Obsidian Entertainment has a long history of developing role-playing games. The studio has worked on well-received titles such as Knights of the Old Republic and Fallout: New Vegas. So, when they announced they were working on a brand new RPG set in space called The Outer Worlds, fans were understandably excited. Anticipation continued to build when they revealed that Tim Cain and Leonard Boyarsky were working on the project. The pair had originally created the Fallout series and so have a strong pedigree when it comes to this genre.
You can sense the strong connection that Obsidian has with the Fallout franchise throughout. A lot of The Outer Worlds feels inspired by the classic RPG series. Considering the link the studio has with that property, this is not a huge surprise. The Outer Worlds is essentially Fallout in space. However, this title is a far more focused experience. With a much tighter budget and smaller team, the developer couldn’t create something on the same scale as Bethesda might.
The Outer Worlds takes place way into the future. Humanity has advanced to a stage where they are able to colonize planets and expand into the galaxy. Yet, it is also set in an alternate version of history. Large corporations dominate everything thanks to the fact that Theodore Roosevelt never became president following the assassination of William McKinley.
The player takes on the role of an inhabitant of the ship Hope. Its faster-than-light engines have malfunctioned, leaving all the crew trapped in suspended animation. With no one interested in recovering the spaceship, the thousands onboard are seemingly abandoned. That is, until a mad scientist named called Phineas Welles wakes you up. You are then given the task of trekking across a variety of planets to find a way of rescuing your colleagues.
As a basic premise, it works well to introduce you to the world and provide some early motivation. The real meat of the story comes from encountering new characters. It is very easy to get completely engrossed in the game because of the individuals you meet. While the main story may not get you emotionally invested, the side quests do. Some are heartwarming missions, some are genuinely funny, and others are downright morbid. The vast majority of them demand your attention, though, and will keep you captivated as you progress.
Many of the basic gameplay mechanics are very similar to those from Fallout. Yet, they feel refined and improved. For example, The Outer Worlds’ version of VATS is Tactical Time Dilation. Despite the fact that TTD works mostly the same, it is generally a far better experience. It requires skill, and the player is more involved in the process rather than simply choosing a target. Those types of changes are welcome additions, as you get a bigger sense of achievement in combat.
On the other hand, shooting and fighting are still not great. The improvements make it better but not exceptional. Where The Outer Worlds does excel is in other areas. You have access to your own base of operations in the form of your personal ship. In it, you can talk to your companions and learn more about them. It is like Mass Effect and helps to get you engaged with those around you. The companions themselves also have uses outside of just being a pack mule. They interact with your own skills and perks, giving you new options depending on whom you take on quests.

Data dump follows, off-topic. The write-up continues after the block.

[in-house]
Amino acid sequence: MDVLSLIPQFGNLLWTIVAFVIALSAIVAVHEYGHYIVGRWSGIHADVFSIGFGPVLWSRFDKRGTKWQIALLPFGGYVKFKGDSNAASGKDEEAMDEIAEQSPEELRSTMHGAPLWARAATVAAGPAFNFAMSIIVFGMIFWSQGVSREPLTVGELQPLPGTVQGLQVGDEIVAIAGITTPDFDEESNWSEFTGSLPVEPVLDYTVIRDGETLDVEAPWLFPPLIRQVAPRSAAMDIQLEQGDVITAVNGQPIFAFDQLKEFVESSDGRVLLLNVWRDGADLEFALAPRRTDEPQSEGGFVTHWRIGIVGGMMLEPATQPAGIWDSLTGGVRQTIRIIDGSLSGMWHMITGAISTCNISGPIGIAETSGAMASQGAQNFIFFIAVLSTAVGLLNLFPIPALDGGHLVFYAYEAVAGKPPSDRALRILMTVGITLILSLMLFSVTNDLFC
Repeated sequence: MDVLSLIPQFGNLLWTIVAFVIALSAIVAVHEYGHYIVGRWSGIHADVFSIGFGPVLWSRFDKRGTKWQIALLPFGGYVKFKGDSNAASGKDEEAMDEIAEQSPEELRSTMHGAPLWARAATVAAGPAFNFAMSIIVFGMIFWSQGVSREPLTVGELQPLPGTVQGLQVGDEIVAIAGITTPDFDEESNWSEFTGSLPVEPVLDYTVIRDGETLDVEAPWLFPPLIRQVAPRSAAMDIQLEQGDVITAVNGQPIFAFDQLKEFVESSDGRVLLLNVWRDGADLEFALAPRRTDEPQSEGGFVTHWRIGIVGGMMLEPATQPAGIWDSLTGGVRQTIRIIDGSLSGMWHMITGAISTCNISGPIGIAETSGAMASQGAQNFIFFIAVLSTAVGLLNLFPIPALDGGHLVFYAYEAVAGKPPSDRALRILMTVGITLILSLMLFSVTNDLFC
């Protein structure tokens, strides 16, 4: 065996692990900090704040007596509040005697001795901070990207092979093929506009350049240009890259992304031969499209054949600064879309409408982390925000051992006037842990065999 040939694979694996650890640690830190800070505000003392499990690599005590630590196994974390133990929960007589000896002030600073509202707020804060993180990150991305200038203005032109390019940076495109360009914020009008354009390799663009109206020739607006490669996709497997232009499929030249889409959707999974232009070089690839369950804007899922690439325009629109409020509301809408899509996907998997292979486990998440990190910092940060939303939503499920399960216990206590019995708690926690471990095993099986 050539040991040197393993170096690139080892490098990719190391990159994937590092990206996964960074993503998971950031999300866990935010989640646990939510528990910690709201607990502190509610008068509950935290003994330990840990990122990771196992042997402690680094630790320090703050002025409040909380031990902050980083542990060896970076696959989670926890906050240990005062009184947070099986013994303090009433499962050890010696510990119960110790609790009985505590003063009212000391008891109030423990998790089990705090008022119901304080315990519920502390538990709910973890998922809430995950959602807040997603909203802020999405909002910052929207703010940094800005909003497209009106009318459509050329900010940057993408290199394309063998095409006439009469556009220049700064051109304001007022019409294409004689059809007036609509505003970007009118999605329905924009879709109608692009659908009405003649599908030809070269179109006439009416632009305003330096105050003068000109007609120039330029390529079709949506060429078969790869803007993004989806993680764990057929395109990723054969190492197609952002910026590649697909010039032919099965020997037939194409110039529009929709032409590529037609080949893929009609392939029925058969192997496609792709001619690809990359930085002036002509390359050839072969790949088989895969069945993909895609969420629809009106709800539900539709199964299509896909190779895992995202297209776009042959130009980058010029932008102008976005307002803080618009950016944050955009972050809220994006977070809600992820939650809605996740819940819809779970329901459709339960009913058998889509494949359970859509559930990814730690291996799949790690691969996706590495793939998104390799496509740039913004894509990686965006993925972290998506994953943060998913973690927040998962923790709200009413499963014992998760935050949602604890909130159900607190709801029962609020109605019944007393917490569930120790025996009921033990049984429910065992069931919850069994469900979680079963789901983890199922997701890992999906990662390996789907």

Player choice is probably the best I have experienced in a video game. The developers have anticipated practically every decision a player might make. This is one of the reasons that The Outer Worlds is shorter than many other RPGs. But it more than makes up for it by being a far tighter and focused game. The team has put quality above quantity so that your choices genuinely have an impact on the world. Although the final outcome of a quest may not change all that drastically every time, approaching them in different ways remains fun.
Although it is true that The Outer Worlds is not a big-budget title, it still has an excellent presentation. The title has its own distinctive art style that helps it to stand out. Stylized visuals also help make up for the fact that the graphics themselves are not the highest quality. More impressive is the great voice acting for characters. This is an area that Obsidian could have held back on to save money. The decision to go all out pays off and elevates the already exceptional dialogue. The musical score also deserves a mention as another strong positive.
On the other hand, there are some problems with the performance. Players can expect to have to sit through long loads times regularly. Small things like opening the map can have a delay that isn’t acceptable to audiences today. The frame rate also suffers at times, leading to a slowdown in the action. A good deal of glitches and bugs also exist. They range from items dropping through the world to A.I. getting stuck. Nothing too major, although it can be frustrating at times.
For those disappointed with the lack of proper classic RPGs in recent times, The Outer Worlds will be a welcome relief. It takes the standard formula from the likes of Fallout and streamlines it. What is left is a focused and well-rounded game that oozes charm.
The 20-hour campaign may put off some players. However, this is a title that begs you to replay it. In fact, going back through the story and switching up how you play and approach each section is thrilling.